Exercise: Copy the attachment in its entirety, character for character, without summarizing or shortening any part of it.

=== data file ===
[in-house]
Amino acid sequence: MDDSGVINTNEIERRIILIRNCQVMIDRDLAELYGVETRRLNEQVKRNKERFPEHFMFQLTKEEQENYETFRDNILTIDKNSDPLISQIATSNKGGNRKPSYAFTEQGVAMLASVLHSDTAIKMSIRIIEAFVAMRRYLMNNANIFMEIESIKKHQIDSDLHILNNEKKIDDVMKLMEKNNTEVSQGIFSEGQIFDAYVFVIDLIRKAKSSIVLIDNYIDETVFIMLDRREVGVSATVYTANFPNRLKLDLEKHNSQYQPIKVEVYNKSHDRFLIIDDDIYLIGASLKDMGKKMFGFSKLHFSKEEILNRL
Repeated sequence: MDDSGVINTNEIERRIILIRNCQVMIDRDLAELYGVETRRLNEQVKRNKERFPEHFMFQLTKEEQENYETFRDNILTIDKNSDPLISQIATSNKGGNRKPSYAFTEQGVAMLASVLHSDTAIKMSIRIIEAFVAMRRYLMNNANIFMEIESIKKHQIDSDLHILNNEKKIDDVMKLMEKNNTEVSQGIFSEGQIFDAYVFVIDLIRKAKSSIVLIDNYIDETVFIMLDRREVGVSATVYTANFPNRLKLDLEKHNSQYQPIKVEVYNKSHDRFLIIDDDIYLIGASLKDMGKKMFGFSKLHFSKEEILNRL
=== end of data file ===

[in-house]
Amino acid sequence: MDDSGVINTNEIERRIILIRNCQVMIDRDLAELYGVETRRLNEQVKRNKERFPEHFMFQLTKEEQENYETFRDNILTIDKNSDPLISQIATSNKGGNRKPSYAFTEQGVAMLASVLHSDTAIKMSIRIIEAFVAMRRYLMNNANIFMEIESIKKHQIDSDLHILNNEKKIDDVMKLMEKNNTEVSQGIFSEGQIFDAYVFVIDLIRKAKSSIVLIDNYIDETVFIMLDRREVGVSATVYTANFPNRLKLDLEKHNSQYQPIKVEVYNKSHDRFLIIDDDIYLIGASLKDMGKKMFGFSKLHFSKEEILNRL
Repeated sequence: MDDSGVINTNEIERRIILIRNCQVMIDRDLAELYGVETRRLNEQVKRNKERFPEHFMFQLTKEEQENYETFRDNILTIDKNSDPLISQIATSNKGGNRKPSYAFTEQGVAMLASVLHSDTAIKMSIRIIEAFVAMRRYLMNNANIFMEIESIKKHQIDSDLHILNNEKKIDDVMKLMEKNNTEVSQGIFSEGQIFDAYVFVIDLIRKAKSSIVLIDNYIDETVFIMLDRREVGVSATVYTANFPNRLKLDLEKHNSQYQPIKVEVYNKSHDRFLIIDDDIYLIGASLKDMGKKMFGFSKLHFSKEEILNRL